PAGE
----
Wednesday, April 27, 2011

The Dark Crystal

The Dark Crystal
last seen online via Youtube
4.26.11

LAMBs in the Director's Chair is an ongoing event in which LAMB bloggers discuss the work and career of a given director. The current subject is
Frank Oz. The complete list of posts for this event will go up May 2-3 at the LAMB site.

I almost wish I hadn't re-watched The Dark Crystal. It had been years since I had seen this movie, and initially I was excited about seeing it again because I fondly remember how much I loved it as a kid. What kid wouldn't love it? A magical alien world, an epic quest, a wide variety of beings, both good and evil, and all created through the muppet magic of Jim Henson and Frank Oz? You can't ask for much more than that. I was already a huge muppet fan; every weeknight I'd faithfully watch The Muppet Show on television, and in my mind, they were (and still are) as real as my closest friends. So a movie like this was tailor-made for me.

Now that I'm grown-up, though, I can't look at Crystal the same way anymore. Watching it last night, I found I couldn't ignore the nagging, unanswered questions: what was the Crystal's original purpose? How did the shard get lost in the first place (and how did it end up in Aughra's possession)? Who wrote the prophecy of a gelfling being the one to restore the Crystal? And why a gelfling anyway? Why didn't the Mystics do anything to stop the Skeksis wiping out all the gelflings? And on and on.

I know, I know, I'm not supposed to wonder about stuff like that, but I can't help it. It's easy to think that anything is possible in a fantasy setting, and I suppose that's true, but in movies like this, sometimes it feels like the plot dictates what the characters can and can't do. The audience needs an exposition dump? Have Jen and Kira read each other's minds when they first touch! Jen and Kira are trapped on a ledge with nowhere to go? It's okay - Kira can grow wings! I don't wanna sound like I'm dumping on this movie, though. It's visually spectacular and genuinely fun to watch once you get caught up in it all.

When it comes to muppets, I've always been a little leery of wanting to know too much about their creation, because like I said, characters like Kermit and Fozzie and Miss Piggy are real to me and always have been. Still, I've always recognized the work Henson, Oz, and others have put into them. As I watched Crystal, I thought of Avatar for a moment and wondered whether a CGI fantasy land is that much superior to one created out of latex and plastic. It seems to me that the latter can compete very well with the former. Perhaps modern audiences have perhaps lost their taste for it? That would be unfortunate if it were true.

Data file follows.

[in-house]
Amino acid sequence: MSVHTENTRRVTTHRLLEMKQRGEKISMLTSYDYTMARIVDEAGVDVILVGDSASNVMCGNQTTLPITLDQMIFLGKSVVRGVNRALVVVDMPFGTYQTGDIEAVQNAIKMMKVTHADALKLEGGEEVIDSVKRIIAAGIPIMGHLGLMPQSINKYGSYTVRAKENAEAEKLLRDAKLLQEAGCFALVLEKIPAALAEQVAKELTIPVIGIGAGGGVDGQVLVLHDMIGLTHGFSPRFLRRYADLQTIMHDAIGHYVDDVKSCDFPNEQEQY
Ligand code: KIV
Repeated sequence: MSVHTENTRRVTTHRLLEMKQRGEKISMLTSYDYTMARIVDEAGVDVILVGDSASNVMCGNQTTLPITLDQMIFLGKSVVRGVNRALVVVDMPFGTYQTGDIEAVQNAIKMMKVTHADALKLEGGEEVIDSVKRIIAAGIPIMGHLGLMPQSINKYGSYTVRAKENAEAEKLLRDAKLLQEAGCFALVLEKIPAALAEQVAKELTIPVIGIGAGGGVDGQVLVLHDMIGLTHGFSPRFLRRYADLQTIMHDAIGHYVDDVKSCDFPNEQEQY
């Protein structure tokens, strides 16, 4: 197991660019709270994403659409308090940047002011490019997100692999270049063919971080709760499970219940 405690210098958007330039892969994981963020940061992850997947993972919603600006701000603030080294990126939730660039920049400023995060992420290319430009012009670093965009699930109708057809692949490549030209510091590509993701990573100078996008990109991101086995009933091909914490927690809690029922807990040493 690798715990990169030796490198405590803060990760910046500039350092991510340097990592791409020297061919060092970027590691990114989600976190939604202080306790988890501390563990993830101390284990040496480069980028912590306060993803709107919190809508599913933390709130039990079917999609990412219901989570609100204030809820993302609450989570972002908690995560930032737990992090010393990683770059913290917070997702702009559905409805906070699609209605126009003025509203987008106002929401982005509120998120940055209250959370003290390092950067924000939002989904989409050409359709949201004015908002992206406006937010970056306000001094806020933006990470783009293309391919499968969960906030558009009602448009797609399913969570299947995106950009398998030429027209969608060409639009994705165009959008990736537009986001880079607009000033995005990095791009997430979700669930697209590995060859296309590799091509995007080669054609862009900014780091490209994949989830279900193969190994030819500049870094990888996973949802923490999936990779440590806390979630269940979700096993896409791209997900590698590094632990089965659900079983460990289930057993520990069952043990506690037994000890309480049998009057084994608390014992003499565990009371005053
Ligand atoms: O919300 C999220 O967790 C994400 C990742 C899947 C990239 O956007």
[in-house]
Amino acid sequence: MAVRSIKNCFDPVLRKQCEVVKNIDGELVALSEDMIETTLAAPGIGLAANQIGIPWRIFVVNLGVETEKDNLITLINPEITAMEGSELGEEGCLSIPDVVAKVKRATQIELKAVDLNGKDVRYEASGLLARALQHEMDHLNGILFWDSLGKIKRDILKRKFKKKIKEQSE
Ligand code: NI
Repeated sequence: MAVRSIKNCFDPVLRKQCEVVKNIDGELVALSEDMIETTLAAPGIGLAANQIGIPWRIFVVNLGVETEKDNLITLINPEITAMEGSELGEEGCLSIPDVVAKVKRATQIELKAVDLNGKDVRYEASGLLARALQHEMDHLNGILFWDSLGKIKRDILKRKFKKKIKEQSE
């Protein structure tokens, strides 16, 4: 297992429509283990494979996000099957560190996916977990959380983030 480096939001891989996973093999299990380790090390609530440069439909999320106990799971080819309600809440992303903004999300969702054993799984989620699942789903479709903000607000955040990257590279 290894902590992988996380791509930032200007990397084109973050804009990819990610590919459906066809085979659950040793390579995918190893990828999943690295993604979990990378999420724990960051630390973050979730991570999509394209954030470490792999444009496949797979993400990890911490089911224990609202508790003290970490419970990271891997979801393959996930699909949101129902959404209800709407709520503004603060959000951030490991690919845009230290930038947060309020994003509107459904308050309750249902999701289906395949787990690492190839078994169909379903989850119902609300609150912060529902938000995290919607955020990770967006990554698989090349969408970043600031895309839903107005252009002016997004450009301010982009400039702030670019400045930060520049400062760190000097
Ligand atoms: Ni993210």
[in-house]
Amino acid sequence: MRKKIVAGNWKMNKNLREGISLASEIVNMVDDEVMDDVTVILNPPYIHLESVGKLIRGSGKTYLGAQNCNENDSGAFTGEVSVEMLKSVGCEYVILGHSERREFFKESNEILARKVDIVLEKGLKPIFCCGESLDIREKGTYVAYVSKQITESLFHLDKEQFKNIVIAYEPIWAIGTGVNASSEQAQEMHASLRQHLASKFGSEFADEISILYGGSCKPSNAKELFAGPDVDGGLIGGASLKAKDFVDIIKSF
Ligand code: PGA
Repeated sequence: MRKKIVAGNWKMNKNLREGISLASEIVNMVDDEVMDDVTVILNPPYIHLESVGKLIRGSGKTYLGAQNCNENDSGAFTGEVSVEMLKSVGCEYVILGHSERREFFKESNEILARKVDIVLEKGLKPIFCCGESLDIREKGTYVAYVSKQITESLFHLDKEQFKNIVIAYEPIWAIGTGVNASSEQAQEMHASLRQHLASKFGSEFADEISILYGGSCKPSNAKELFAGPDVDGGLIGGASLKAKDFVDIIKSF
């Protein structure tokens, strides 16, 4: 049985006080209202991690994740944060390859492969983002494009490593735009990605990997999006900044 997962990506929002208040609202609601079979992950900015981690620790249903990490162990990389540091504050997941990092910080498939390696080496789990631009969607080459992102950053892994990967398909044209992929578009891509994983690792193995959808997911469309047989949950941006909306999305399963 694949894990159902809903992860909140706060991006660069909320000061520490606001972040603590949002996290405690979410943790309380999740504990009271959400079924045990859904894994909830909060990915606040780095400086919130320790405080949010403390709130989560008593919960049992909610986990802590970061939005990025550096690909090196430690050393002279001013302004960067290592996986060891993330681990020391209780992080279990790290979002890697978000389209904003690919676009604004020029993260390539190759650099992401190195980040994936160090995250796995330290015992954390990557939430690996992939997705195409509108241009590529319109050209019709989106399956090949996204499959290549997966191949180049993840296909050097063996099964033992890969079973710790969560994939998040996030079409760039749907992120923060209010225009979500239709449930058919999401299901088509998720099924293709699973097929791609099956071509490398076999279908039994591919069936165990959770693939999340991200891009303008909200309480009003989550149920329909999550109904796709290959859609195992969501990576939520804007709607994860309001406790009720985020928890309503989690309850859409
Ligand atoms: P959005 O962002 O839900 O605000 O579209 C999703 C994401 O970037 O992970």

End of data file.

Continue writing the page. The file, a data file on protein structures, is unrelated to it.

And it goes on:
So I have to say something about Oz as a director, but I can't think of too much to say. Besides Crystal (which he co-directed with Henson), I've seen The Muppets Take Manhattan, Little Shop of Horrors (1986), What About Bob?, In and Out, and Bowfinger, and while he's obviously great at mixing real actors with muppetry, his non-muppet movies are kinda meh. They're okay (Bowfinger in particular was better than I expected), but none of them are the kind of movies I'd want to own so I could watch them again and again. Still, it's good that Oz was able to spin out a directing career of his own.

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Previously in LAMBS in the Director's Chair:

2 comments:

  1. I have heard from multiple people that this movie doesn't really hold up, so I haven't watched it since I was little. I mostly just remember loving how it looked, as opposed to the story or characters.

    I had a similar experience with Labyrinth last year, which I loved as a kid but turns out is sort of lame now (with the exception of all of David Bowie's scenes, obviously).

    As for Frank Oz movies, I only really feel the need to own Little Shop of Horrors, which I find rather addicting. I haven't seen any of the Muppets movies in ages, though, I'll have to revisit them. The Treasure Island one was always my favorite!

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  2. In Crystal's defense, Kira is an awesome female character who actually does stuff and is not just a sidekick or damsel in distress; science gets at least a nod in this world of magic in the character of Aughra (and Jen, to a lesser extent); and it's briskly paced. I freely admit that my nitpicking at plot points may just be my fanboyism at work. >:-p

    I'll have more to say about the Muppets when the new movie comes out this fall.

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